Foreign Students, Job Trouble: Paperwork Impedes Foreign Students’ Internship Apps


Fordham students and companies see interning as an integral part of professoinal training, but many face obstacles. Christian Wiloejo/The Ram

Fordham students and companies see interning as an integral part of professoinal training, but many face obstacles. Christian Wiloejo/The Ram
Fordham students and companies see interning as an integral part of professoinal training, but many face obstacles. Christian Wiloejo/The Ram

By Laura Sanicola & Eddie Mikus

While college students across the country vie for competitive internships to further their academic and professional careers, the process creates a wide array of challenges for a specific sect of the Fordham population.

Yota Oue, FCRH ‘17, and a native the Federated States of Micronesia, sees firsthand how not being a native citizen of the United States affects the internship process. “The challenge I’ve learned from [my friends] was that it is harder for them to obtain the internships because they have to have a green card or some work visa,” Oue said.

International students, who comprise seven percent of the Class of 2018, face restrictions on the kind of work that they can obtain in the United States based on limitations of certain types of visas.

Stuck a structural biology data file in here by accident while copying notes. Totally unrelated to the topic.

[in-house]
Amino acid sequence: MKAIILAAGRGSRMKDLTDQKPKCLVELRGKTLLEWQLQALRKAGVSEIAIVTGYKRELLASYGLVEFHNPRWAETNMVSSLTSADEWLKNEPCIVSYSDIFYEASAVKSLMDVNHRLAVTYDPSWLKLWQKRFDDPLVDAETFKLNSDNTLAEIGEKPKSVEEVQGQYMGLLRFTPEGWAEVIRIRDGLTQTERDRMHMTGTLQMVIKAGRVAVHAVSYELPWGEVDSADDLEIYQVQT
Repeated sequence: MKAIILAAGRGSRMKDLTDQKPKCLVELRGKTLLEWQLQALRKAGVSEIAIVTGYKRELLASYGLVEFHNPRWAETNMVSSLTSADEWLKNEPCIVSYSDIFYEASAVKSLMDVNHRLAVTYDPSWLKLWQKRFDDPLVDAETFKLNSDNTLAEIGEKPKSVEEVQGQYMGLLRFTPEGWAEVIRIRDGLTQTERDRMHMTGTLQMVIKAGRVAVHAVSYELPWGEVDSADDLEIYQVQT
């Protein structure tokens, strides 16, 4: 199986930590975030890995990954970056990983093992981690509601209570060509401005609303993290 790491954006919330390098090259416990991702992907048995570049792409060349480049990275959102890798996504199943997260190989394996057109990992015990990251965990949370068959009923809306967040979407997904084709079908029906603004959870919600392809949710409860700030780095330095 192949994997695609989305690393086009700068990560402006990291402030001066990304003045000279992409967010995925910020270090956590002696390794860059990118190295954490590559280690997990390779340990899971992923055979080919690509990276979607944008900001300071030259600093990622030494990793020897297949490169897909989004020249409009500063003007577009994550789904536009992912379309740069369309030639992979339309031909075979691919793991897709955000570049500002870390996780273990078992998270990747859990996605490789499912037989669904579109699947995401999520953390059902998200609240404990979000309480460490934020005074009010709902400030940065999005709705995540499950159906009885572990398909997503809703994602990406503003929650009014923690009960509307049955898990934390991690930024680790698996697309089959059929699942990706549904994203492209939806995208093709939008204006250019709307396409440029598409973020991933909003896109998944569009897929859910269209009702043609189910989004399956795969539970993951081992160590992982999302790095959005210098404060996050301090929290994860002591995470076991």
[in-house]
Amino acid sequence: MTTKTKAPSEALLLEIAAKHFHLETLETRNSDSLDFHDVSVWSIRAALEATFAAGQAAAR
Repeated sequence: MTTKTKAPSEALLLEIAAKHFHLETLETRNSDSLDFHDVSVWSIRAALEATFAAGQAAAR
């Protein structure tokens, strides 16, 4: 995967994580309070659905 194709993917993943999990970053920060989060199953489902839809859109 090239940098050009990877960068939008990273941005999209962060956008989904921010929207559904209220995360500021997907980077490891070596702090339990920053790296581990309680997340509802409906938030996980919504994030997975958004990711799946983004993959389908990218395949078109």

The University World News estimates that “900,000 foreign students are expected to enroll in American higher education institutions this year with the big North American nation experiencing an astonishing 40+ percent increase in international student enrollments over the past decade.”

Fordham’s Office of International Services recognizes nine different kinds of visas for which international students may apply that are specific to the individual’s reason for staying in the country.

As a result of the Compact of Free Association (CFA) between the United States and the Federated States of Micronesia, Oue is able to both enter and work in the United States without a visa. However, knowledge of the benefits of the CFA is so minimal that Oue barely made it through customs.